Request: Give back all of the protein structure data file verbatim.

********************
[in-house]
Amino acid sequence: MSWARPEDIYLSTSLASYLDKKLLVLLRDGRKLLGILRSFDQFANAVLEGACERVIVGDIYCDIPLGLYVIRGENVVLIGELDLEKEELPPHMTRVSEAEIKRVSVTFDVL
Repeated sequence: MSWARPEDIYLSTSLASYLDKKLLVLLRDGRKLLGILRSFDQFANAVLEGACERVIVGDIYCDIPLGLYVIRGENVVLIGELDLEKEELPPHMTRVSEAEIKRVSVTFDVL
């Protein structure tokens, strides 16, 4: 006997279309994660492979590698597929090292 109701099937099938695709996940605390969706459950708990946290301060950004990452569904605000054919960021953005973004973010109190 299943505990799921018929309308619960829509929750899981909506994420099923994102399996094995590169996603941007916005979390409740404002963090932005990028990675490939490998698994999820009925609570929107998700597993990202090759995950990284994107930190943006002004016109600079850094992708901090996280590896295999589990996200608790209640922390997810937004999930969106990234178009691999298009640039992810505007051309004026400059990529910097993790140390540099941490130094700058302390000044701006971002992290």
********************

[in-house]
Amino acid sequence: MSWARPEDIYLSTSLASYLDKKLLVLLRDGRKLLGILRSFDQFANAVLEGACERVIVGDIYCDIPLGLYVIRGENVVLIGELDLEKEELPPHMTRVSEAEIKRVSVTFDVL
Repeated sequence: MSWARPEDIYLSTSLASYLDKKLLVLLRDGRKLLGILRSFDQFANAVLEGACERVIVGDIYCDIPLGLYVIRGENVVLIGELDLEKEELPPHMTRVSEAEIKRVSVTFDVL
């Protein structure tokens, strides 16, 4: 006997279309994660492979590698597929090292 109701099937099938695709996940605390969706459950708990946290301060950004990452569904605000054919960021953005973004973010109190 299943505990799921018929309308619960829509929750899981909506994420099923994102399996094995590169996603941007916005979390409740404002963090932005990028990675490939490998698994999820009925609570929107998700597993990202090759995950990284994107930190943006002004016109600079850094992708901090996280590896295999589990996200608790209640922390997810937004999930969106990234178009691999298009640039992810505007051309004026400059990529910097993790140390540099941490130094700058302390000044701006971002992290």